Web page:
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Japan to start releasing treated radioactive water from Fukushima into the sea

Japan is set to start releasing huge amounts of treated radioactive water from the wrecked Fukushima nuclear power plant into the sea – despite criticism from China. 

The Japanese government has said the move is safe and the UN’s nuclear watchdog has given the plan the greenlight, saying the impact on the environment would be “negligible”.

More than a million metric tonnes of water will be released. Japan says it is crucial to decommissioning the power station following the disaster more than a decade ago.

The plant was hit by a huge earthquake in 2011 that destroyed its cooling systems and caused three reactors to melt, contaminating the water and triggering continuous leaks.


By early 2024, the storage tanks which hold the leaked, treated water will reach their capacity – hence the need for a solution.

Read more:
Japan lifts evacuation order in town 12 years after nuclear disaster
Six thyroid cancer patients to sue over Fukushima radiation

But the intended release of the water – scheduled to begin on Thursday – has been criticised by other countries, including China.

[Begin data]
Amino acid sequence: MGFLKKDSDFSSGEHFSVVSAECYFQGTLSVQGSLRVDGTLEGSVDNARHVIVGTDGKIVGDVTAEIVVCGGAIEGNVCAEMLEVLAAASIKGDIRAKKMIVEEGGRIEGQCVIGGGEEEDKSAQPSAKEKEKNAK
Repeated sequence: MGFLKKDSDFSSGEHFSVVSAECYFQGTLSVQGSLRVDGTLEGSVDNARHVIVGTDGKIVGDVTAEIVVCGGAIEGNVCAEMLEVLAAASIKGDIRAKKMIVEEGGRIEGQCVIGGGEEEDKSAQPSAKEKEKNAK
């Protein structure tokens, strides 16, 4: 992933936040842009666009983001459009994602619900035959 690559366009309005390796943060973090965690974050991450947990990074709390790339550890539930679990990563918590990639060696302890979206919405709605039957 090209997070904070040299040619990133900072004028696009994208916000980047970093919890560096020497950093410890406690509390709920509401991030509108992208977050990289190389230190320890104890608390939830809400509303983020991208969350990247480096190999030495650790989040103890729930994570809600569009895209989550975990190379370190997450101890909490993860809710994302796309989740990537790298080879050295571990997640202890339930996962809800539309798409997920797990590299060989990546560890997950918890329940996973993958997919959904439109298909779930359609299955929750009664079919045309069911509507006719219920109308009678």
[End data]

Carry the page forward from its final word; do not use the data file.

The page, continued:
More on Fukushima

Chinese foreign ministry spokesman Wang Wenbin said in July that Japan had shown selfishness and arrogance, and had not fully consulted the international community about the water release.

China bans seafood imports from 10 prefectures in Japan, including Fukushima and the capital, Tokyo. Seafood imports from other prefectures are allowed but must pass radioactivity tests and have proof they were produced outside the 10 banned prefectures.

Japan says the water will be filtered to remove most radioactive elements except for tritium, an isotope of hydrogen that is difficult to separate from water. The treated water will be diluted to well below internationally approved levels of tritium before being released into the Pacific.


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